So Falcone swung for the fences and sold the 117 million shares.
"That was the largest short position I have ever seen on the street," one investor in Falcone's fund told The Post.
"I am not shy when I see opportunity," Falcone told The Post last week, after being told of the investor's comment.
Today we find out the the SEC is finally looking into Harbringer's illegal short of Wachovia.
It looks like the SEC is not shy when they see opportunity also!
So here's the road map for their prosecution! Courtesy of Wall Street Manna over two years ago!
Saturday, March 14, 2009
Now I wrote about Harbinger the day before he and Soros and Simons were called up on Capital Hill.
Let's look again at the NY Post article about him on October 5, 2008.
While most traders who make their living betting financial sector stocks will decline have been forced to the sidelines in recent weeks because of the Securities and Exchange Commission ban on shorting, one trader who foresaw weakness in Wachovia in the spring has managed to book a $2.5 billion profit on a single trade on the ailing bank, The Post has learned.
Philip Falcone, of New York-based Harbinger Capital, rang up the incredible profit by shorting a whopping 117 million Wachovia shares at $30 back in May after his top analyst and investment chief pointed out problems with the Charlotte, N.C.-based bank's mega-billion dollar Option ARM loan portfolio.
You even have a nice picture of him!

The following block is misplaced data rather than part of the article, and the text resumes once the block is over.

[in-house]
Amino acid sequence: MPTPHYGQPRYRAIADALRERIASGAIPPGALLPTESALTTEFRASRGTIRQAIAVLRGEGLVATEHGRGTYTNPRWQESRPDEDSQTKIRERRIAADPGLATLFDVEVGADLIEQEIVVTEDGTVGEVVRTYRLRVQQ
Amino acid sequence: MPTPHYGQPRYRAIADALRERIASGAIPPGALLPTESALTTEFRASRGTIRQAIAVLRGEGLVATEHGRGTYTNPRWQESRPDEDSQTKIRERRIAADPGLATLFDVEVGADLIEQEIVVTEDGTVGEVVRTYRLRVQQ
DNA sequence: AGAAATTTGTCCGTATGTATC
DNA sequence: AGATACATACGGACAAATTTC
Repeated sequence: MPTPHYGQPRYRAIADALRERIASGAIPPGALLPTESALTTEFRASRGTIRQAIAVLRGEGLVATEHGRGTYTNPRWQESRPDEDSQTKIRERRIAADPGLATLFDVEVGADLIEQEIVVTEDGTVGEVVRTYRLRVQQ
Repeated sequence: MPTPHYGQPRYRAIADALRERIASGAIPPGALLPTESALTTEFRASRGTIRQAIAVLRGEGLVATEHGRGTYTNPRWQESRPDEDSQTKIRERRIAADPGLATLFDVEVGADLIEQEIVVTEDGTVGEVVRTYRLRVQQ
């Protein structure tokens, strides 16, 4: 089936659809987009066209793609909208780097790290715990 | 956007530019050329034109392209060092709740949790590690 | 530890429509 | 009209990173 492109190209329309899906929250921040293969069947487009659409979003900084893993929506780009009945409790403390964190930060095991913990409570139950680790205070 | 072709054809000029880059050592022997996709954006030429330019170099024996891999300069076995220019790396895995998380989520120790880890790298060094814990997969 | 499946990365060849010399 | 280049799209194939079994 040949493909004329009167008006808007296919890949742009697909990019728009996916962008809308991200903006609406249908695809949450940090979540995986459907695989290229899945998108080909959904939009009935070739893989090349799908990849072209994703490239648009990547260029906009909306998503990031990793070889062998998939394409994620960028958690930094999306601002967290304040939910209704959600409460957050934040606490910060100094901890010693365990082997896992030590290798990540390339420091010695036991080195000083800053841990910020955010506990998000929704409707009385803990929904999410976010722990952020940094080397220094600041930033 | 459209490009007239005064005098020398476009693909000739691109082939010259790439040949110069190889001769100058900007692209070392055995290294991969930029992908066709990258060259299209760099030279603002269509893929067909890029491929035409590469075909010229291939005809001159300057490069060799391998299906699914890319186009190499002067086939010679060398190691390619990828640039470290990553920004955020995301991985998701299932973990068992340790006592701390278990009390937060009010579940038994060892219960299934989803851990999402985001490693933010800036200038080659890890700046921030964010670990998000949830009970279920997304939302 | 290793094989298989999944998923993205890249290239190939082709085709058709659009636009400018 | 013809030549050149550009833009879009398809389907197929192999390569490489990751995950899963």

Now the entire short position, as reported by the short interest figures in Wachovia, at the end of April 2008 was only 117.4 million shares.
The short interest only increased 3 million shares the next two weeks when he supposedly put on this position.
So where were these shorted shares? Why didn't they show up?
After all, he only made $2.5 billion dollars on it. Don't you think he would get a decent locate if you were legitimately making $2.5 billion dollars?
Let's check his prime broker and see. Whoops! His prime broker was Lehman Brothers!
Now if we can't find his shares, that he shorted, on a $2.5 billion dollar trade in the short interest figures, how are we going to find all these smaller trades?
Oh, but rest assured, the gumshoes at the SEC are hard at work. During the week of his testimony, the SEC charged some trading firm, with violating the then-existing "uptick" rule by selling stock to depress prices and then buy back the stock.
These traders supposedly made $2.4 million.
$2.5 billion, versus $2.4 million. What's $2.476 billion between friends?
How long do you think it will take, for all these shorts to get bullish, and to unwind some of their bets? And if Cramer and Buffett were taken to task this week, what will happen to these guys who have profited from the same collapse of the institutions that have hurt Main Street?
So we get their metamorphis into the good guys. But first, they need to clean up their books.
So now you know why the TALF was postponed a few days. It wasn't that these hedge funds didn't want to buy the Government's merchandise.
They just didn't want the Government looking over their books!
So now, JPM gets to package the TALF funds, and sell them to the hedge funds, and get the go between fee, so the Fed's don't look at the hedge funds book.
And then JPM gets to use it's asymmetrical information advantage with the Fed's blessing!
And you still want to believe that these Investment banks won't be able to attract capital at competitive rates without FDIC backing?
This week we had Obama, Summers, Pandrit, Dimon and Lewis pumping the economy.
Sunday night, Bernanke's coming to 60 Minutes, and he'll be flexing the Fed's muscle to the nation, and giving his version of the pump.
And if that doesn't work, the Fed's next step will be to use handcuffs.